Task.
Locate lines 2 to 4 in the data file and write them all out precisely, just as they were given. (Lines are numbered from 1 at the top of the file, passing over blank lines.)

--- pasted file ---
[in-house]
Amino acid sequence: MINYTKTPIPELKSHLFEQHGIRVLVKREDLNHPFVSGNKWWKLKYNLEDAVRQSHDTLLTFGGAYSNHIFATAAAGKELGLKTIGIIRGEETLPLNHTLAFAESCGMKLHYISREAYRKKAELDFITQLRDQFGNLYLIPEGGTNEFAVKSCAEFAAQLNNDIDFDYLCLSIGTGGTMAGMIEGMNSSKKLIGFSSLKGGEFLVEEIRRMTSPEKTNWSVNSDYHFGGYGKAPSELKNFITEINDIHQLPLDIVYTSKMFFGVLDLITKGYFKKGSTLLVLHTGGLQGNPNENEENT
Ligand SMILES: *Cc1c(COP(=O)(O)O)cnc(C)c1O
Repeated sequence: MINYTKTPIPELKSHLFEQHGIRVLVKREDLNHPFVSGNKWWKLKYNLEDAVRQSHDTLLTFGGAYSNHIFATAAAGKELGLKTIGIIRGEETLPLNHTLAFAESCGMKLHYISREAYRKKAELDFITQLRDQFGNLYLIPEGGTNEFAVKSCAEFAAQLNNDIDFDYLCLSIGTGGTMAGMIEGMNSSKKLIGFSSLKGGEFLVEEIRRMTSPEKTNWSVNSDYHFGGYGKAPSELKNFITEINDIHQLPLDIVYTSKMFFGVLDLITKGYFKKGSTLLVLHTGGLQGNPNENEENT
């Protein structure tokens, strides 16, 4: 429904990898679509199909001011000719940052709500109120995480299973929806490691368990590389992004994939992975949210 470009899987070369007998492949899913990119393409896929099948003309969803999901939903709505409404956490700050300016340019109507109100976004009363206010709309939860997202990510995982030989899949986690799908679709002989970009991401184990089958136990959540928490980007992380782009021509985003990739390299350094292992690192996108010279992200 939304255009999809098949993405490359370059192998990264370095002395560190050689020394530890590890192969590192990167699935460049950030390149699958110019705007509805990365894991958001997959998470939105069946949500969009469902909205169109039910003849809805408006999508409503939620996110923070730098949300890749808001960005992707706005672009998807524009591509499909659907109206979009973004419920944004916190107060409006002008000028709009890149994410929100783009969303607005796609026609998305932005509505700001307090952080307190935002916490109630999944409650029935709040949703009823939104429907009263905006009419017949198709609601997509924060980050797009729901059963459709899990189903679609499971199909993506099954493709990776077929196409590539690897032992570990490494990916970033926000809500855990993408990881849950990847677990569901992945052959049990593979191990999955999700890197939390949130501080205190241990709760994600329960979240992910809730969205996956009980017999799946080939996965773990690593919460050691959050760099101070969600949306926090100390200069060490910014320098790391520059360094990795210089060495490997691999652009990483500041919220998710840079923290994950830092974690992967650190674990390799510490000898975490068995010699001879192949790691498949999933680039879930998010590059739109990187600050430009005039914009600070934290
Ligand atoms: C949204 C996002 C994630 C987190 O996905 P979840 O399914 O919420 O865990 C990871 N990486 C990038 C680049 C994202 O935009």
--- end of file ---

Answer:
Amino acid sequence: MINYTKTPIPELKSHLFEQHGIRVLVKREDLNHPFVSGNKWWKLKYNLEDAVRQSHDTLLTFGGAYSNHIFATAAAGKELGLKTIGIIRGEETLPLNHTLAFAESCGMKLHYISREAYRKKAELDFITQLRDQFGNLYLIPEGGTNEFAVKSCAEFAAQLNNDIDFDYLCLSIGTGGTMAGMIEGMNSSKKLIGFSSLKGGEFLVEEIRRMTSPEKTNWSVNSDYHFGGYGKAPSELKNFITEINDIHQLPLDIVYTSKMFFGVLDLITKGYFKKGSTLLVLHTGGLQGNPNENEENT
Ligand SMILES: *Cc1c(COP(=O)(O)O)cnc(C)c1O
Repeated sequence: MINYTKTPIPELKSHLFEQHGIRVLVKREDLNHPFVSGNKWWKLKYNLEDAVRQSHDTLLTFGGAYSNHIFATAAAGKELGLKTIGIIRGEETLPLNHTLAFAESCGMKLHYISREAYRKKAELDFITQLRDQFGNLYLIPEGGTNEFAVKSCAEFAAQLNNDIDFDYLCLSIGTGGTMAGMIEGMNSSKKLIGFSSLKGGEFLVEEIRRMTSPEKTNWSVNSDYHFGGYGKAPSELKNFITEINDIHQLPLDIVYTSKMFFGVLDLITKGYFKKGSTLLVLHTGGLQGNPNENEENT